Pneumonia deaths high because of poor nursing home plumbing
A recent report published by the Centers for Disease Control and Prevention (CDC) suggests that both hospitals and nursing homes can do a lot more than they're currently doing to reduce patient deaths. More specifically, this study highlights how they can do more to decontaminate their water water systems and reduce cases of Legionnaires' disease, a deadly form of pneumonia.
In the case of Legonnaires' disease, it is caused by the growth of a type of bacteria called Legionella. It has been shown to particularly multiply at high rates within pipes or water storage tanks.
While an individual with a properly functioning immune system can generally fight off this potentially deadly type of bacteria, those who have suppressed immune systems or who are elderly cannot. These individuals are most susceptible to the dangers of Legionella in the shower, sink, and when they come in contact with medical equipment that's been exposed to water.
The CDC argues that facilities that are proactive in managing their water systems have been shown to be able to altogether prevent the occurrence of this disease.
In their study, published in the Morbidity and Mortality Weekly Report, CDC researchers highlight how they analyzed more than 2,800 distinct cases of Legionnaires' that were diagnosed in 2015 in both New York City and 20 different states. Of those, 553 were found to have occurred in either medical centers or nursing homes.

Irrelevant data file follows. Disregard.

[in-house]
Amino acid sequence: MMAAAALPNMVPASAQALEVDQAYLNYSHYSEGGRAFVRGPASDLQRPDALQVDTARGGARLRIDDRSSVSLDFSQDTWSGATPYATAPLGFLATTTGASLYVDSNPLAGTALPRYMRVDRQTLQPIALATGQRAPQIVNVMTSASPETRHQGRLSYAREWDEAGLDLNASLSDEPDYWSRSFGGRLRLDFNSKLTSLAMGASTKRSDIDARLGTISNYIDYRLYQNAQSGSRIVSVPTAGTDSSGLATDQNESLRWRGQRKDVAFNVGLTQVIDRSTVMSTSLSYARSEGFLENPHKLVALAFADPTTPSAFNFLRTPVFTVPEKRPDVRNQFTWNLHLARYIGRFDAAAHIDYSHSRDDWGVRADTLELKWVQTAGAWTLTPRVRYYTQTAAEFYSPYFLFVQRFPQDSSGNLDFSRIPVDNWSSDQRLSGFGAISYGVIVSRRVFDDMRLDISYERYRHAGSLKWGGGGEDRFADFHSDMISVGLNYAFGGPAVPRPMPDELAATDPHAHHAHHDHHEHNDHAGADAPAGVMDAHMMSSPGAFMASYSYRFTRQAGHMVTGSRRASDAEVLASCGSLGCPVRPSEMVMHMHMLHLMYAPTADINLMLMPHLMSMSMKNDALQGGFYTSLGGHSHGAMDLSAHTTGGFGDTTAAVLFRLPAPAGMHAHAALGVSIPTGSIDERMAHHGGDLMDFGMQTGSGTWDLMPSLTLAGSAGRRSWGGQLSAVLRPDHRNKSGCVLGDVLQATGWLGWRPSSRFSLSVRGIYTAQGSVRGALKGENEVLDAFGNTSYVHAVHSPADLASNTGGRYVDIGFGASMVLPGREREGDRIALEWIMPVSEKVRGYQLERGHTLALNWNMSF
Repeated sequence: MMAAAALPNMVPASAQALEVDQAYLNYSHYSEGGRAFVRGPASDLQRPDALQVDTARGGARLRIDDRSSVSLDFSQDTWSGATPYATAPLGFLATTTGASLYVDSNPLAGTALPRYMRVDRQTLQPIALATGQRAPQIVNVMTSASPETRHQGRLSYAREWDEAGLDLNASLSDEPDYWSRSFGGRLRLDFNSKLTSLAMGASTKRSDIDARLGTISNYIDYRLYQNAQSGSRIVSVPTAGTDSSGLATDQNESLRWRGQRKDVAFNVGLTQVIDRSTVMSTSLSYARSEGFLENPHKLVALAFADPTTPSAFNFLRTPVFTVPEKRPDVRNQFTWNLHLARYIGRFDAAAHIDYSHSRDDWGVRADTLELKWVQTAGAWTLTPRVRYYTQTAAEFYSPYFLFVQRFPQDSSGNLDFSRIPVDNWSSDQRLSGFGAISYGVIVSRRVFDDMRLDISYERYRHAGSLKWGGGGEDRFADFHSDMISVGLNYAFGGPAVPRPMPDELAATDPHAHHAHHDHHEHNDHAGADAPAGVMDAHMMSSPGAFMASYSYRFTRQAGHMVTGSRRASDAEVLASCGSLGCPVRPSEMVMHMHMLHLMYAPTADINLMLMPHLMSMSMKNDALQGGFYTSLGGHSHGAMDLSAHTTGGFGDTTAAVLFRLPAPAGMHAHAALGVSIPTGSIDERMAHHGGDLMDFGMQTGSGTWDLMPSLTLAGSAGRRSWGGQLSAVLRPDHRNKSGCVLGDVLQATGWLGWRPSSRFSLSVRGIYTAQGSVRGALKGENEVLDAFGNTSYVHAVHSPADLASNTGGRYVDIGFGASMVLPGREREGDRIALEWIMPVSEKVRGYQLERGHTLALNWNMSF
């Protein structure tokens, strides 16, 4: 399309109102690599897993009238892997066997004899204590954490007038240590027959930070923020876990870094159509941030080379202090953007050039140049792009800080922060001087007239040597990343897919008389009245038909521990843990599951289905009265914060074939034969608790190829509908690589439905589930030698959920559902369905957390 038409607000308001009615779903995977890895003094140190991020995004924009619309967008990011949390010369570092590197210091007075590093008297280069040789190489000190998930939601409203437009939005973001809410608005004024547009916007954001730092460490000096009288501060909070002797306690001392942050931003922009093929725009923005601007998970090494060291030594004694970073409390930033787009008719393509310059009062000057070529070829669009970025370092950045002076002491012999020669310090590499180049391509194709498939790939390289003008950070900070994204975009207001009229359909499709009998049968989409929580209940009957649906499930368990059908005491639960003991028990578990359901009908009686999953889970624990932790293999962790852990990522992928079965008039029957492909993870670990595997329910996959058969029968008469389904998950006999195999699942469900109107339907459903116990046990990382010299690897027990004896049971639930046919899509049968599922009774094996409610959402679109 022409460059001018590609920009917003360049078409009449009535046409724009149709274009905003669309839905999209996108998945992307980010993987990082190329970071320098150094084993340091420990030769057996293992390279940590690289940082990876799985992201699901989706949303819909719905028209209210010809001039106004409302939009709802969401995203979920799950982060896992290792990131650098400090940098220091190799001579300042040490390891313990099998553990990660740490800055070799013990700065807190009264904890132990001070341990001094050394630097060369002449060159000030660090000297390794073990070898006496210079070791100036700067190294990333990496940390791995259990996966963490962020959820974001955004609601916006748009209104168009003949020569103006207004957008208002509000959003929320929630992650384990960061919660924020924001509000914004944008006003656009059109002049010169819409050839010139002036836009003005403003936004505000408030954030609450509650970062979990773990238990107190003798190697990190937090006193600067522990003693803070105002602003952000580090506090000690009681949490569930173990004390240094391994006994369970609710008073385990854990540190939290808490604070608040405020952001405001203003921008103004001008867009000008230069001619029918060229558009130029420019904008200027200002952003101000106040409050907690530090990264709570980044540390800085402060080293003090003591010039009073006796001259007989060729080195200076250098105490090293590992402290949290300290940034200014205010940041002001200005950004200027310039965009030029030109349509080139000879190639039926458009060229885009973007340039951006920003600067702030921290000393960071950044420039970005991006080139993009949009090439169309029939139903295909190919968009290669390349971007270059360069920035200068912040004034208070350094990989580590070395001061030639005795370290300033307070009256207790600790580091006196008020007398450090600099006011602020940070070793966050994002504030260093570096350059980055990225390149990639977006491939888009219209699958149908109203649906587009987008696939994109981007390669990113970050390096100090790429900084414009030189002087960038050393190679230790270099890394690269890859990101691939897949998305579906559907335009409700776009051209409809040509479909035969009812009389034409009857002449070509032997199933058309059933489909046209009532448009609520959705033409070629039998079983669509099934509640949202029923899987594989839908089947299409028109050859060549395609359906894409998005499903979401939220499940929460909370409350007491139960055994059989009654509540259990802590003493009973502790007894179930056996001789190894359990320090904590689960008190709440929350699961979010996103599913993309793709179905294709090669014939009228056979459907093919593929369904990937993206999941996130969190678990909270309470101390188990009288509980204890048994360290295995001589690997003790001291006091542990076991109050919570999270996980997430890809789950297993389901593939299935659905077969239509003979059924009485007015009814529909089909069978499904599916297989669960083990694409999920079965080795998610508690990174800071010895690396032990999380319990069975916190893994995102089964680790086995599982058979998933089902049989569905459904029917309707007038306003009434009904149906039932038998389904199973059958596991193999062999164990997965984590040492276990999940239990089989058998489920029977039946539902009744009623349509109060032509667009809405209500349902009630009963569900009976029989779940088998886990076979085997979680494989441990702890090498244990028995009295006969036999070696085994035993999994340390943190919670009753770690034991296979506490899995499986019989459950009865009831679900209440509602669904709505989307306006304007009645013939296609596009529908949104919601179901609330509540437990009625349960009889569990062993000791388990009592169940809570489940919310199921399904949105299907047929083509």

As researchers dug further into the different cases, they were able to definitively blame the nursing or health care facility for the outbreak in 85 of those cases. At least 80 percent of those happened in nursing homes and 18 percent in hospitals. Of the overall number of patients diagnosed with the disease, 66 patients ultimately succumbed to the illness.
The American Hospital Association (AHA) director of quality and patient safety claims that they're proactively working with their member hospitals to deploy a water management programs. They expect this approach to greatly reduce the incidence rate of Legionnaires' cases. It's unclear whether nursing homes have that same goal in mind.
If you suspect that that an unclean environment may have played a role in causing your loved one's declining health, then you should discuss your case with a Tucson nursing home abuse and neglect attorney.
Source: KNAU, "Plumbing in hospitals and nursing homes can spread legionnaires' disease," Rob Stein, June 06, 2017